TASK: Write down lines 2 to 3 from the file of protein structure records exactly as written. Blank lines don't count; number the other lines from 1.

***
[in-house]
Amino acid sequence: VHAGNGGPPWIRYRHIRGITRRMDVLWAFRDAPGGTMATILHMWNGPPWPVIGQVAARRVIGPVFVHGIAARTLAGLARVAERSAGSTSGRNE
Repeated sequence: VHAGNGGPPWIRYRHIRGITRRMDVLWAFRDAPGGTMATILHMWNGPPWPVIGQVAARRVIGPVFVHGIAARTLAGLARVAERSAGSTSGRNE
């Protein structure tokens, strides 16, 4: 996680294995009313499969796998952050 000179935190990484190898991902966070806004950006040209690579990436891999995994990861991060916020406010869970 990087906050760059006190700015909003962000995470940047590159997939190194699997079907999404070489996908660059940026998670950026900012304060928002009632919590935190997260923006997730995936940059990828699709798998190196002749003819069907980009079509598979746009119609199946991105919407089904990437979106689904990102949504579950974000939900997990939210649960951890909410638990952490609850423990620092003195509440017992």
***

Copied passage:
Amino acid sequence: VHAGNGGPPWIRYRHIRGITRRMDVLWAFRDAPGGTMATILHMWNGPPWPVIGQVAARRVIGPVFVHGIAARTLAGLARVAERSAGSTSGRNE
Repeated sequence: VHAGNGGPPWIRYRHIRGITRRMDVLWAFRDAPGGTMATILHMWNGPPWPVIGQVAARRVIGPVFVHGIAARTLAGLARVAERSAGSTSGRNE